But one thing is for sure, whatever the winter in North East Asia has in store for us, propane import demand for propane dehydrogenation (PDH) plants in China is already on the way up. And this is against the strong back-drop of an OECD forecast showing China’s economic growth recovering to nearly 8% by the end of 2021. The Chinese PDH plants are now operating close to 90% of capacity, with the overall numbers bolstered by the start-up in the late summer of the regional brothers Zhejiang Huahong and Zhejiang Petrochemical. Margins are strong and continue to widen, giving players the confidence to expect continued buying from a sector fast approaching 50% of China’s total import requirements, at a massive 10 million Mt per annum.
Although we are bound to see the odd hole in the road, the demand momentum in Asia looks pretty solid to me on two of the three fronts I’d be scrutinizing, economic growth and propane demand for PDH. The third is the winter outlook for the more northern regions of Asia, and there are weather reports, being sold for decent money, saying that temperatures could be on the low side approaching the New Year. So who can be surprised to see the ARB levels reaching the mid-$160s/ Mt, before easing by about $10/ Mt in Friday’s mini-reversal, to the lower $150s/ Mt?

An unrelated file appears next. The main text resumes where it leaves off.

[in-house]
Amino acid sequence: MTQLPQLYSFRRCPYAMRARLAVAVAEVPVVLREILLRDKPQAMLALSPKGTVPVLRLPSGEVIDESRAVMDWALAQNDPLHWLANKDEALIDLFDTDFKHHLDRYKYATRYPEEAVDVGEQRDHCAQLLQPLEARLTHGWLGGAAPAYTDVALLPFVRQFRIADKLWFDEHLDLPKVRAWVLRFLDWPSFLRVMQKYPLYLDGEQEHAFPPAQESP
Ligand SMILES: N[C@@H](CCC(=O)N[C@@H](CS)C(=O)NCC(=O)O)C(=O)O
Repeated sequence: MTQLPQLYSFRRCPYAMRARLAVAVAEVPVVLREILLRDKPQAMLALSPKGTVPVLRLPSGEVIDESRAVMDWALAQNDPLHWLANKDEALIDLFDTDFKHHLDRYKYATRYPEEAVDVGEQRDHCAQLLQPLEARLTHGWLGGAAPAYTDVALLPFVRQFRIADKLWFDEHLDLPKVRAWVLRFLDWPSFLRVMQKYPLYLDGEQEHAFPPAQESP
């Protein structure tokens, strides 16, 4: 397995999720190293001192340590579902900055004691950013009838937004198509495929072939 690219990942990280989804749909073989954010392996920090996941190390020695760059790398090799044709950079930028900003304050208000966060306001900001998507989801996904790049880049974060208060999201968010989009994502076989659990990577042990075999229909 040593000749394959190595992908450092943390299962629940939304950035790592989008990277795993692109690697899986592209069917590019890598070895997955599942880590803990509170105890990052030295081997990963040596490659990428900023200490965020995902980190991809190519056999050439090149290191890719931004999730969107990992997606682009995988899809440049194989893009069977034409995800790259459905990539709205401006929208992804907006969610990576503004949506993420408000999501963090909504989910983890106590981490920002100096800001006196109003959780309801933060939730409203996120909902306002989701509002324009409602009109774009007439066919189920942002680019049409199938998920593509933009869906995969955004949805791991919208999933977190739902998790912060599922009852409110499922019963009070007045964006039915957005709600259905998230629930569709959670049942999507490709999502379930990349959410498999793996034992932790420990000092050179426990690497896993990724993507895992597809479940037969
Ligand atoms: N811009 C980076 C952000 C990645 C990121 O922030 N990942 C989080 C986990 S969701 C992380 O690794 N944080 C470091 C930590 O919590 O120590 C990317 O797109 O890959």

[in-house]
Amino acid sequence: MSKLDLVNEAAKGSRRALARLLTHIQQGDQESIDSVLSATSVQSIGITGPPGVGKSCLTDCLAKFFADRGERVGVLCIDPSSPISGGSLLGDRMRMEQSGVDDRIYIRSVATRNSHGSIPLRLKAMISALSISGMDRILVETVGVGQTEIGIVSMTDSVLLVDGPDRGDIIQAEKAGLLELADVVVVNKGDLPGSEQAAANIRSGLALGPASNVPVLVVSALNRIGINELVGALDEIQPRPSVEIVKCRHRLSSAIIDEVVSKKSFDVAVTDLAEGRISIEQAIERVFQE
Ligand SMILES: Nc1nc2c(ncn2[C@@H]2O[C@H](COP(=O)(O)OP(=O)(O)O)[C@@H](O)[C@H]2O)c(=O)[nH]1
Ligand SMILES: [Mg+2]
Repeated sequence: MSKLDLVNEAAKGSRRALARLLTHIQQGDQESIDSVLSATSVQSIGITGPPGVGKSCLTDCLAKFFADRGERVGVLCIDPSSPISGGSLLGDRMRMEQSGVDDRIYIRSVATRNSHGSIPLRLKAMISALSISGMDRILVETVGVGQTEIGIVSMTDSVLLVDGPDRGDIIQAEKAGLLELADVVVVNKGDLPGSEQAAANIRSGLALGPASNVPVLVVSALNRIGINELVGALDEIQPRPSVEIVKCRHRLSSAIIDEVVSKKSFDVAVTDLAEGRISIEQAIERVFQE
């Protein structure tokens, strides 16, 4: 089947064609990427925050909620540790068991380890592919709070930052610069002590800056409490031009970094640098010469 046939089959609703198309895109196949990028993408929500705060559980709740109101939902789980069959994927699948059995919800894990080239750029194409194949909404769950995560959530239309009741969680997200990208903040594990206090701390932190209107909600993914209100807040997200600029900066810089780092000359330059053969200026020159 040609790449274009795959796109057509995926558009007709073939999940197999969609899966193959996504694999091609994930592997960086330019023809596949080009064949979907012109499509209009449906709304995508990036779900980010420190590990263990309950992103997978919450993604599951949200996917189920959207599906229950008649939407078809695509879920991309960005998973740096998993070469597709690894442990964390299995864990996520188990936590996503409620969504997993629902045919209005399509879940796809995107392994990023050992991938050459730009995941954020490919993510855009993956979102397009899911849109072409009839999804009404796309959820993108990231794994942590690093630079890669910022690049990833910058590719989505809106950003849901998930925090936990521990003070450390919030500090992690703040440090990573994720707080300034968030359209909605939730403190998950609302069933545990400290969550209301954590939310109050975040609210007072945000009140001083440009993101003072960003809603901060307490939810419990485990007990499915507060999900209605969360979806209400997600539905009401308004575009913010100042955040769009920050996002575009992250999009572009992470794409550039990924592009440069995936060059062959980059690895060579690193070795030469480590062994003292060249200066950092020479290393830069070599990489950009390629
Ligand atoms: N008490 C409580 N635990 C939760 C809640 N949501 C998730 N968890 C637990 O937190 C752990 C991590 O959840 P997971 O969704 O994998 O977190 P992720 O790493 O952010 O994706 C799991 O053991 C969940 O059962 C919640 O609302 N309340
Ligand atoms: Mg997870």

While the market awaits Saudi nomination acceptances for November, there was some spot FOB activity in the Middle East, with a Qatari cargo in mid-November being sold with one of those rarities in recent weeks, a premium! But the focus again was more on U.S. goings-on, especially on their side of the ARB bargain. I think it’s fair to say that the U.S. Gulf FOB resale market is also showing signs of cooling, and that’s not temperature driven. A sure sign is when activity levels ease to a whimper, but it might only be short-lived as the talk of 11 or even 12 cents/ gallon terminal fees may well return next week. The question is whether we will also see exporters slip a few more cargoes back into the November arena. Mid-week EIA stock figures told something of a contrasting story, with a draw overall being skewed by a small build in the PADD 3, Gulf Coast area, while the Marcus Hook region inventory levels slipped. It may well be ships missing or making cut-off times, but again it throws out a degree of uncertainty.
The additional pull of cargoes to Asia is the equivalent of “joy” in the minds of the ship owners, as well as those traders controlling ships. And there must have been a degree of virtual celebration going-on in Singapore, London, Athens, NY and Oslo, as rates for the Houston to Chiba standard crossed the $100/ Mt line for the first time in a number of months, may be the equivalent in LPG shipping terms of a keg of aquavit crossing the Equator, certainly for those of Norwegian origin! But as with the aquavit, the following morning can lack any real momentum, and that was certainly true as rates simmered on the back of a few ship programming hangovers.
As all eyes continue to focus on coronavirus data, the appeal, or may be fear, of the impending election of the most powerful person in the world. There’s no doubt it will start to increase its grip on us over the next couple of weeks, so may be it’s time to also take stock of where we are actually heading in the LPG world. Let’s make LPG great again!